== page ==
There was a flutter of wings as a group of birds landed on the branches of the trees around them. “That’s interesting,” Terri said. “I wouldn’t have expected a whole flock of songbirds this time of day.”

“At this point, I wouldn’t be surprised if snakes suddenly came up from the ground,” Nadia said. “We need to get Andy and get back to camp… maybe to a hospital.”

The birds were another set of scouts led by Puckwudjinee. “The queen sent us in case the humans try to attack you,” he said to Bockwimen. “There are several more humans coming. You’re strongly encouraged to leave and let the forest cover you, but we have permission to make ourselves visible and fight if necessary.”

“Not just yet,” Bockwimen replied. “There’s one more thing we need to do.” He nodded his head, yipping at two of his wolf scouts who carefully wove their way through the hedge until they got to Andy. Each one grabbed a strap from his backpack and pulled the scientist free of the bushes. His clothes were torn and bloody, his skin pale and cold to the touch.

Bockwimen stared at Nadia until he had her attention. Then, in an audible voice that everyone heard, the great wolf said, “You are trespassing on sacred ground. We are sparing your lives only so you can go back and tell others to stay away. You will not return. Should we see you again our response will not be as friendly.”

The sound of the approaching rescue team could be heard in the distance. Bockwimen and the other scouts sent up a howl that echoed menacingly through the forest before trotting off down the ravine, disappearing into the trees on the other side. Puckwudjinee and his scouts flew away as well, leaving the humans stunned.

“I’m more ill than I thought,” Nadia said. “Not only am I hallucinating, I’m hearing voices. I would have sworn that wolf was talking to me.”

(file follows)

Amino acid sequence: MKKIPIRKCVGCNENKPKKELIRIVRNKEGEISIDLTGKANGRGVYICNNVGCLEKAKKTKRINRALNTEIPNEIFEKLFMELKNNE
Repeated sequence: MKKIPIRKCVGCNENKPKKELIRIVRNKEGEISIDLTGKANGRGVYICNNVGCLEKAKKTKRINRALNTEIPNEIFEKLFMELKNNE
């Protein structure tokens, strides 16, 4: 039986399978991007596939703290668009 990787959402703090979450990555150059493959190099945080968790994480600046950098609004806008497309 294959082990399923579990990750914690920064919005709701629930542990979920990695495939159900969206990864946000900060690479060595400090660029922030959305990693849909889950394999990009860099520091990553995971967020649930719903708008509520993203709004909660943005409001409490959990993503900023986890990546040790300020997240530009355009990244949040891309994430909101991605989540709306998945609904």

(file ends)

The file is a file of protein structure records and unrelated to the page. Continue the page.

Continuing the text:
“There’s no such thing as shared hallucination,” Mary said. “I’m pretty sure we all heard the same thing and we need to agree right now that we’re not going to say a damn word about it to anyone. They’ll have us locked in a looney bin before nightfall if we do.”

The others nodded in agreement. Talking wolves were not good for anyone’s career.

The ranger arrived accompanied by a team of eight, carrying three stretchers. “We didn’t want to take any chances on everyone being able to walk out,” he said as medics began attending to Andy first, then Sally and Nadia. “What the hell happened up here? Did I hear wolves howling?” the ranger asked. “This is usually the quiet region of the forest. We never have any problems up here.”

Nadia nodded toward the hedge. “We made the mistake of thinking we could get through that mess. Once those barbs grabbed hold, they didn’t want to let go.”

“That’s odd,” the ranger said as he walked over to the nearest bush. “I don’t recall anything like this being in our flora population. This isn’t native to our forest.” he took out his knife and cut off a small section, careful to include barbs for poison testing.

Shania, feeling calmer now that the wolves were gone, walked over and took a closer look at the hedge. “These aren’t indigenous to North America at all,” she said. “This is gymnosporia buxfolia. I saw them when I was doing my thesis research in Zimbabwe. Be careful of both the spines and the leaves. Nothing about this plant is friendly and anyone who’s had even a small scratch needs to see a doctor pretty damn fast.”

The ranger looked suspiciously at Shania. “You sure about that? I know migratory fowl drop a lot of seeds in the forest, but we’ve never had anything pop up from the African continent.”

Shania shrugged. “Call a botanist if you don’t want to believe me,” she said. “Just don’t prick yourself on those barbs. You’ll be sick before you get back to the station.”

“I can confirm her opinion,” Warren said, his tone defensive. “Sally probably could too, if she wasn’t about to pass out. There aren’t any dummies on this team. You might want to listen and put that sample in a bag before someone else is exposed to the toxin.”

Mary reached into her pants pocket and pulled out a plastic sample bag, handing it to the ranger. “Here, use this. They’ll want to test the toxin at the hospital.”

Reluctantly, the ranger took the bag and put the hedge sample inside. The medics had Andy and Sally on stretchers and were heading back to the ranger station.